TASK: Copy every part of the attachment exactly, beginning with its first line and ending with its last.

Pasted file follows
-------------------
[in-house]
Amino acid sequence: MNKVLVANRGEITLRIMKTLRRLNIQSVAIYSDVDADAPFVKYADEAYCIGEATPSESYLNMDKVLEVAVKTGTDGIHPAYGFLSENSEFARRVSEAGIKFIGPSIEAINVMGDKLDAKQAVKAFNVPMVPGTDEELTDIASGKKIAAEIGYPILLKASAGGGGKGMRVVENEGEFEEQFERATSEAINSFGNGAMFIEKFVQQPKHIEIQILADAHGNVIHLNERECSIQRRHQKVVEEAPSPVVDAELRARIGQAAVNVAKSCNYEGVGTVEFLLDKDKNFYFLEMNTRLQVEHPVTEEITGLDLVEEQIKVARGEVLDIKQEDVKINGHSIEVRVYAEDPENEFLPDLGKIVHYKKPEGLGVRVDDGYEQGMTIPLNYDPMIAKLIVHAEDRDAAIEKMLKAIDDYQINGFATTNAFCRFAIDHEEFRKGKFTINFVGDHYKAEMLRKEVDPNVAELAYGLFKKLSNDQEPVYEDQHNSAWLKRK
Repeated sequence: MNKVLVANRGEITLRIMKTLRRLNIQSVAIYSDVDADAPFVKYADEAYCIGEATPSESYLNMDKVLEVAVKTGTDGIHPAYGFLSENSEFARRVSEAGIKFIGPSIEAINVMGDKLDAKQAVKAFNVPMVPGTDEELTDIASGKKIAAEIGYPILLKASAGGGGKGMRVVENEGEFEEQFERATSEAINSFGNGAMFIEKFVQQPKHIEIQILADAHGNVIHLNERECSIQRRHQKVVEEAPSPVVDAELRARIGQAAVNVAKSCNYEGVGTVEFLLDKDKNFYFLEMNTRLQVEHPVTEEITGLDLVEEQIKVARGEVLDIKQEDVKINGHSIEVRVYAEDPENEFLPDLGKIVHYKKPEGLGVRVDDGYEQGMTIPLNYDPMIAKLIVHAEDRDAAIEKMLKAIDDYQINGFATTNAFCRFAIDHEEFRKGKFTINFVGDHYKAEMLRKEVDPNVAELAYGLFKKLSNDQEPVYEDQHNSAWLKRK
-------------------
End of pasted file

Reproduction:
[in-house]
Amino acid sequence: MNKVLVANRGEITLRIMKTLRRLNIQSVAIYSDVDADAPFVKYADEAYCIGEATPSESYLNMDKVLEVAVKTGTDGIHPAYGFLSENSEFARRVSEAGIKFIGPSIEAINVMGDKLDAKQAVKAFNVPMVPGTDEELTDIASGKKIAAEIGYPILLKASAGGGGKGMRVVENEGEFEEQFERATSEAINSFGNGAMFIEKFVQQPKHIEIQILADAHGNVIHLNERECSIQRRHQKVVEEAPSPVVDAELRARIGQAAVNVAKSCNYEGVGTVEFLLDKDKNFYFLEMNTRLQVEHPVTEEITGLDLVEEQIKVARGEVLDIKQEDVKINGHSIEVRVYAEDPENEFLPDLGKIVHYKKPEGLGVRVDDGYEQGMTIPLNYDPMIAKLIVHAEDRDAAIEKMLKAIDDYQINGFATTNAFCRFAIDHEEFRKGKFTINFVGDHYKAEMLRKEVDPNVAELAYGLFKKLSNDQEPVYEDQHNSAWLKRK
Repeated sequence: MNKVLVANRGEITLRIMKTLRRLNIQSVAIYSDVDADAPFVKYADEAYCIGEATPSESYLNMDKVLEVAVKTGTDGIHPAYGFLSENSEFARRVSEAGIKFIGPSIEAINVMGDKLDAKQAVKAFNVPMVPGTDEELTDIASGKKIAAEIGYPILLKASAGGGGKGMRVVENEGEFEEQFERATSEAINSFGNGAMFIEKFVQQPKHIEIQILADAHGNVIHLNERECSIQRRHQKVVEEAPSPVVDAELRARIGQAAVNVAKSCNYEGVGTVEFLLDKDKNFYFLEMNTRLQVEHPVTEEITGLDLVEEQIKVARGEVLDIKQEDVKINGHSIEVRVYAEDPENEFLPDLGKIVHYKKPEGLGVRVDDGYEQGMTIPLNYDPMIAKLIVHAEDRDAAIEKMLKAIDDYQINGFATTNAFCRFAIDHEEFRKGKFTINFVGDHYKAEMLRKEVDPNVAELAYGLFKKLSNDQEPVYEDQHNSAWLKRK